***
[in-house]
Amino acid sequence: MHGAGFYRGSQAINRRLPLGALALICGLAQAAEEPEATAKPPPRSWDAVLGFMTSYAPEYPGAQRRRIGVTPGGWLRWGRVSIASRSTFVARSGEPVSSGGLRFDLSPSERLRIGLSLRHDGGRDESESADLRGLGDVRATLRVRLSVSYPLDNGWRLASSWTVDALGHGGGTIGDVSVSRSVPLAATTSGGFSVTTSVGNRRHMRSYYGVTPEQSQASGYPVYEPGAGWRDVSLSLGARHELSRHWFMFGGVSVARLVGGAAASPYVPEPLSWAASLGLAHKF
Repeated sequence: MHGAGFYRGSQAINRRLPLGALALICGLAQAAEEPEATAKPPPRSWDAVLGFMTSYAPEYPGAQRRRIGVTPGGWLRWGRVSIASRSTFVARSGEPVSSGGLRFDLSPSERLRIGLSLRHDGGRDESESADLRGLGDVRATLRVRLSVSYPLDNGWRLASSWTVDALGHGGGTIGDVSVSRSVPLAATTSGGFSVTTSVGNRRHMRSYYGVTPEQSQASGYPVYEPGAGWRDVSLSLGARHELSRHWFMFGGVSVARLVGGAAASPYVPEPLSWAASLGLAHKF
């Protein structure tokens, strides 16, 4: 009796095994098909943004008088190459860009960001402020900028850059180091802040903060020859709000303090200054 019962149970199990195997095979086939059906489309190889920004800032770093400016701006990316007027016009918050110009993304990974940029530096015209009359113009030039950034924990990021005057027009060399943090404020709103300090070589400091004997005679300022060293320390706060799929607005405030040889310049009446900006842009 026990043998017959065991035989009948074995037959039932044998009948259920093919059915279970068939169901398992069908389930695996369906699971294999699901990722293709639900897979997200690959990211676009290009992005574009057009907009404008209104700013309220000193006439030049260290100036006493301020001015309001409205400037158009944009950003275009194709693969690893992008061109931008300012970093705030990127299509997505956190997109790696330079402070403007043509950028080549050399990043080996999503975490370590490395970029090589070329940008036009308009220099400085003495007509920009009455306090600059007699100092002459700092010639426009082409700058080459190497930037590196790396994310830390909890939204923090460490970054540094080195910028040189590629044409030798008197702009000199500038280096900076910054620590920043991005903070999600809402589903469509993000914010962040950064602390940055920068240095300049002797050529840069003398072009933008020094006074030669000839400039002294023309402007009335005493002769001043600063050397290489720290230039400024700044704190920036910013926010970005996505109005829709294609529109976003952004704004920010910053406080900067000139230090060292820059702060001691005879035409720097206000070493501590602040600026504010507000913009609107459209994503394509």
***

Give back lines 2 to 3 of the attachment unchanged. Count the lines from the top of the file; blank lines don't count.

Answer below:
Amino acid sequence: MHGAGFYRGSQAINRRLPLGALALICGLAQAAEEPEATAKPPPRSWDAVLGFMTSYAPEYPGAQRRRIGVTPGGWLRWGRVSIASRSTFVARSGEPVSSGGLRFDLSPSERLRIGLSLRHDGGRDESESADLRGLGDVRATLRVRLSVSYPLDNGWRLASSWTVDALGHGGGTIGDVSVSRSVPLAATTSGGFSVTTSVGNRRHMRSYYGVTPEQSQASGYPVYEPGAGWRDVSLSLGARHELSRHWFMFGGVSVARLVGGAAASPYVPEPLSWAASLGLAHKF
Repeated sequence: MHGAGFYRGSQAINRRLPLGALALICGLAQAAEEPEATAKPPPRSWDAVLGFMTSYAPEYPGAQRRRIGVTPGGWLRWGRVSIASRSTFVARSGEPVSSGGLRFDLSPSERLRIGLSLRHDGGRDESESADLRGLGDVRATLRVRLSVSYPLDNGWRLASSWTVDALGHGGGTIGDVSVSRSVPLAATTSGGFSVTTSVGNRRHMRSYYGVTPEQSQASGYPVYEPGAGWRDVSLSLGARHELSRHWFMFGGVSVARLVGGAAASPYVPEPLSWAASLGLAHKF